Can't wait to start my trip and get rid of this damn 'need' to work!

17. Posted by trainrider (Full Member 95 posts) 7y

Does the land of the free really exist?

Surely this attitude towards a persons freedom to travel or to merely take a break from the stresses of work is a slight against ones freedom? In fact the right to break free, to rest is surely the most fundamental freedom of all?

Has the word freedom become just a buzzword, propaganda to silence the masses?

I realise this is going "off topic" but I find it really interesting.

[ Edit: Edited on 04-Jun-2009, at 16:34 by trainrider ]

18. Posted by WebGuy (Full Member 106 posts) 7y

Quoting trainrider

Does the land of the free really exist?

Surely this attitude towards a persons freedom to travel or to merely take a break from the stresses of work is a slight against ones freedom? In fact the right to break free, to rest is surely the most fundamental freedom of all?

Has the word freedom become just a buzzword, propaganda to silence the masses?

I realise this is going "off topic" but I find it really interesting.

Nope. It's the land of the Corporations! Look at the cost of our health care! It's outrageous! But we HAVE to work so we can get medical insurance at a lower rate, through work. If you pay on your own, well, good luck. This is one of the main reasons why so many people don't have Health Ins. in the States.

If you are able and make enough money, then you have some freedom. Americans work 40-60 hour weeks and still get told we aren't doing enough. A lot of people work two jobs, or work one job and have a small side business. But having small businesses puts you at a disadvantage because we pay higher taxes than the Corporations. And we work this much to make that money so we can buy those "things" everyone else has. I admit, that's why I worked my ass off for so long. To have the nice car, the nice place, all the cool gadgets and stuff. It's worse in California. I can't count how many times I've met a girl and one of their first questions was "What kind of car do you drive?". It's all about status quo.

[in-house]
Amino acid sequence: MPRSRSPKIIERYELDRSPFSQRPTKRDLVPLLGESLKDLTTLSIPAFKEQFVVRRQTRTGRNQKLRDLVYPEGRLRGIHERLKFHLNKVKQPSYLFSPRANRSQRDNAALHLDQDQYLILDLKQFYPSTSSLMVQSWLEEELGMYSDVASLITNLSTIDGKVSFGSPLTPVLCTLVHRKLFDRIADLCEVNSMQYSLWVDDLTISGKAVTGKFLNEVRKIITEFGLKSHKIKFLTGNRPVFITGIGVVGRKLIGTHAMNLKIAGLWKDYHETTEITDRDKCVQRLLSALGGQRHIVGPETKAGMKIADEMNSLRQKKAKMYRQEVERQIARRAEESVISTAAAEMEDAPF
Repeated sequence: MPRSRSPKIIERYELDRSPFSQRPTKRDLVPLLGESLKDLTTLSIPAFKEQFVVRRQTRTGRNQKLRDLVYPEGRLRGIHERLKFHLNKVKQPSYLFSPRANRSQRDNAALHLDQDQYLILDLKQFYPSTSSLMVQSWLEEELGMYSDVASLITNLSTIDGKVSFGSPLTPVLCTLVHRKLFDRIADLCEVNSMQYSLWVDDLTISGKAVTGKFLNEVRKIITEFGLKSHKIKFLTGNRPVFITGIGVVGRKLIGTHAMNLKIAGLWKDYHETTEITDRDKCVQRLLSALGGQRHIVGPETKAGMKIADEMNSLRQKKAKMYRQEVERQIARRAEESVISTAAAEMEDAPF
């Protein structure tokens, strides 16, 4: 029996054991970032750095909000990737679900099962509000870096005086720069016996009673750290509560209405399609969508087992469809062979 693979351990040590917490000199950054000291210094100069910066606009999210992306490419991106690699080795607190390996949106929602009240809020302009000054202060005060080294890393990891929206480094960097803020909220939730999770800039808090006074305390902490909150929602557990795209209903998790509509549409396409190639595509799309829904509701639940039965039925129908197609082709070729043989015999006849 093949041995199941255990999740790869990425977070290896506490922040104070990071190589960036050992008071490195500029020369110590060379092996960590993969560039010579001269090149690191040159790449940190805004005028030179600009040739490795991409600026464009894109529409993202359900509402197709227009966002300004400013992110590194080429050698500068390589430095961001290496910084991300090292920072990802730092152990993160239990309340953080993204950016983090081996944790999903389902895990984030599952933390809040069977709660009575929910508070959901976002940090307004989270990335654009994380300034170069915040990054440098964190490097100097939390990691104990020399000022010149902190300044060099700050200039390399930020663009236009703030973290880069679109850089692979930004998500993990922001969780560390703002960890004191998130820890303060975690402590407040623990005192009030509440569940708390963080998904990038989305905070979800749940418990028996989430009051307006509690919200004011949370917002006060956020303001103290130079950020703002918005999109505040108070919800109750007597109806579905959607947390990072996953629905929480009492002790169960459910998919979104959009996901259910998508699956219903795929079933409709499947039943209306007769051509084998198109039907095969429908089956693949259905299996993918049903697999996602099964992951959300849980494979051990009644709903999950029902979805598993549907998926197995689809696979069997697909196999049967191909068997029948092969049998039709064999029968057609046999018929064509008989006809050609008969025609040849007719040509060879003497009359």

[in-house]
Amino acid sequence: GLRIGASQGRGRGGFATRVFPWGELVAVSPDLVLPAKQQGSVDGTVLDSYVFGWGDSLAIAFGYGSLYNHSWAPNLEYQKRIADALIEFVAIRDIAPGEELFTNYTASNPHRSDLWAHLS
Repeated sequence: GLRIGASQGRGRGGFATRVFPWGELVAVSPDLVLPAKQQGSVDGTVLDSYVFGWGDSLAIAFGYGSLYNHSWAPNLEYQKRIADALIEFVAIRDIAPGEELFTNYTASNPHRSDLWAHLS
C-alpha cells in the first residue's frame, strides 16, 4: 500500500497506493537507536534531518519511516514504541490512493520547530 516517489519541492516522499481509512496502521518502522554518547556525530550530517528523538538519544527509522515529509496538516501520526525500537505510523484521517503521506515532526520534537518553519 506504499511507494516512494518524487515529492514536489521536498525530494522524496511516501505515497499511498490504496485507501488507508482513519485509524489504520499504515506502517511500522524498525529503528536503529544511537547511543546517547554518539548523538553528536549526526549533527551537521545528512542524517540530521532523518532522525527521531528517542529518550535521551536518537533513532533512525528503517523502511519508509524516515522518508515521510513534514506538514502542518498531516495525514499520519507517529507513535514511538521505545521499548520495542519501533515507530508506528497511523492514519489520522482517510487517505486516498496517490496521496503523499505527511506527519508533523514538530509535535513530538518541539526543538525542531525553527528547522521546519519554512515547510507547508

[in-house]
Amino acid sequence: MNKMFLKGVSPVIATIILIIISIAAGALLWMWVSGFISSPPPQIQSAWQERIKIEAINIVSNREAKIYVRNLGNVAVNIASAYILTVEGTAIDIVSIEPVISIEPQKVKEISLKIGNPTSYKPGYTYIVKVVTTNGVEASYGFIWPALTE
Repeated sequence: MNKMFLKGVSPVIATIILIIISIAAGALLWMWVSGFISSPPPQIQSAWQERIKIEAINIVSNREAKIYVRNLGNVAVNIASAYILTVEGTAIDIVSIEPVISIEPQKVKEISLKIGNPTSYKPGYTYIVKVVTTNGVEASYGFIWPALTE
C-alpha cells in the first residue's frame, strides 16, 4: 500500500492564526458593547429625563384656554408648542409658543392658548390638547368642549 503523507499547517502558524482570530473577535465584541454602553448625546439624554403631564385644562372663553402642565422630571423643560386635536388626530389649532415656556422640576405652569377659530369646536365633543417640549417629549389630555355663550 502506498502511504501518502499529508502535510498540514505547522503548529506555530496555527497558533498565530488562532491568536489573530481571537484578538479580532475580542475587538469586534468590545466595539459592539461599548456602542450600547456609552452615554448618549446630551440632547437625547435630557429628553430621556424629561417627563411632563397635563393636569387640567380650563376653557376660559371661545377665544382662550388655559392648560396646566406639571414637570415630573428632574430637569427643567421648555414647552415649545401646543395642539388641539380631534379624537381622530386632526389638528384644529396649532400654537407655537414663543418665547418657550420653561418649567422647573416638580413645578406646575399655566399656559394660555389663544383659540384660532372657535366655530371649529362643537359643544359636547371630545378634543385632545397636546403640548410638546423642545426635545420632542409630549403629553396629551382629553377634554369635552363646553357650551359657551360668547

Our freedom to travel is based on how much we work. If you're a part timer, you're screwed. Most full time and salary employees save up Vacation time to use it later all at once, or get that whole check when they leave the job. And if you go over a certain amount, whoops, your bad. They take away the overage vacation time and you lose it.

I've only had one boss insist I take Vacations, all the others, it was deny first, then accept after you agreed to shorten the trip.

But then you look at the people running the companies and the Execs... They take 3-4 vacations a year, schedule business meetings and trips at extravagant resorts (Enron, Citi, Clear Channel, etc...), they work and meet for a day or two, and spend a week vacationing on the companies dime.

Work, work, work and you might make it high enough to enjoy those perks. Otherwise, we work to make their life better. There's a funny saying I hear quite often.. "If you work full time and have a good marriage, you aren't doing enough at work. If you're marriage is breaking up and going downhill, then you deserve a promotion at work" (something like that, I know I probably messed it up)

19. Posted by gr8honor (Budding Member 11 posts) 7y

On the other hand. It is possible if you aren't entirely concerned with having heaps of money to get a traditional blue collar job and work, save money and vacation time, and travel.

Often times people become teachers for the 3 months off to travel. Otherwise, people take advantage of the "in-between" work/school phenomenon to accomplish their travel aspirations – this is something we are seeing particularly today with disillusioned employees deciding the cubicle isn't for them and traveling the world ~ achem….like ME!!!! =)